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Andy Bachmann | July 15, 2015

CHOF’s on Parade

I had an interesting realization the other day.
I was sitting with THREE of my former counselors at supper. And there were only 4 of us at the table.

How lucky am I?

Someone recently remarked to me that they thought it might be odd that we have SO many CHOF’s on staff. To me, it would be odd NOT to have them here.

I’m a big fan of depth; whether it is on my staff here at Highlands, or really in any worthwhile organization. At a camp, having guys who are 19 years old is important. They can be your high energy, every minute is an opportunity to do something zany, let’s go ahead and play dodgeball for two hours kind of guys. And their energy and enthusiasm drives camp—keeps it action packed and adventurous. And we need that- and we love that.

But it is also important to me to balance that with our seasoned veterans- our 24 year old guys who are swinging through Highlands during their grad school years, or as a last gasp before they head into the corporate world. These guys can still bring the enthusiasm, but they’re also the guys who are willing to step up to leadership opportunities; whether it is leading our big trips or teaching fellow staff members about trip safety and cabin bonding. They are gold.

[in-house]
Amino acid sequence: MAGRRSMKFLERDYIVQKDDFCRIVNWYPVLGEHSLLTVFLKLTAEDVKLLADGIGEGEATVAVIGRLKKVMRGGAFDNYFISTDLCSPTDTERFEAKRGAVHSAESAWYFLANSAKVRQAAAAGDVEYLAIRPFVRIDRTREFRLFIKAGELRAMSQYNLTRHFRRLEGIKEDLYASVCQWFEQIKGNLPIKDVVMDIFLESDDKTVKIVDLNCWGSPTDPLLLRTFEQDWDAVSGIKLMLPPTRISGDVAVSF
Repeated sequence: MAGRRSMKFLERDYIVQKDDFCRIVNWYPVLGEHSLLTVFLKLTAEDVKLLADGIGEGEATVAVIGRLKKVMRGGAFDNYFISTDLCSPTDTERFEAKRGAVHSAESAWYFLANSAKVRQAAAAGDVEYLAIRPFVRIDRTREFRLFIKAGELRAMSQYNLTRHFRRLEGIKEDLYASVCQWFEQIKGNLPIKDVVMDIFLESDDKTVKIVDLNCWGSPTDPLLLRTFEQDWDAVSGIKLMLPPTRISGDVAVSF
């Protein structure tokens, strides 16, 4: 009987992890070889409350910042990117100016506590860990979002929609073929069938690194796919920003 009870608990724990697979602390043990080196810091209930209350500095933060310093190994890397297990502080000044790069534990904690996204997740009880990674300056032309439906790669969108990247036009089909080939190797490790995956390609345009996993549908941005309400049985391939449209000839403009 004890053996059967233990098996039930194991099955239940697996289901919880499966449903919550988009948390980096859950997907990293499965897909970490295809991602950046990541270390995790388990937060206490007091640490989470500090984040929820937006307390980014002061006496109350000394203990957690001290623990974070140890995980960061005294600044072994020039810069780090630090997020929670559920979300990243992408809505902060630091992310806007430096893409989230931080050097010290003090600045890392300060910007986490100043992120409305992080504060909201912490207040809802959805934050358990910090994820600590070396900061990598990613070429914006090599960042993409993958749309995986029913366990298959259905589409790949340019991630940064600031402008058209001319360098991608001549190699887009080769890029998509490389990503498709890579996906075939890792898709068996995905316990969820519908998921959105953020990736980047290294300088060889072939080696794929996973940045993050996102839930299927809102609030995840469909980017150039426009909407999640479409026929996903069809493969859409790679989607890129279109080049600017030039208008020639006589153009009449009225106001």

And then I have our CHOF’s (Camp Highlands Old…Fellas). The CHOF’s are those of us (yes, us…) who range in age from 27-77. Dave runs the trip room. Otter helps there, and pretty much anywhere else he’s needed. When not at Highlands, Loren is a teacher in Kansas; here he teaches canoeing. Kent is a retired teacher and cross-country coach. Here he leads our low-ropes course, and is the head counselor of our youngest guys. I have 14 guys over the age of 40 on staff.

The value of having this 60 year swing in staff age is that I have a grounded, well-rounded group of guys who can bring their passion for all things Highlands, and provide the kind of coverage and decision making skills necessary to ensure that our campers have an incredible experience here. Their history at Highlands (heck, I have a few 19 year old guys who already have 10 years at Highlands!) means our values and the qualities we hold dear run deep. Both (2!) of our new staff men caught on pretty quick to the Highlands Way. My hope is your campers catch the spirit as well. I believe that having the old guys around is just as important as having the young. And I consider myself quite lucky to have the opportunity to bring them all back, year after year after year. To me, this is just one of the reasons why we have thrived for so long at Camp Highlands. And, to me, it is so cool to have my first counselor here, my last counselor here, and not one but TWO of the guys in the middle.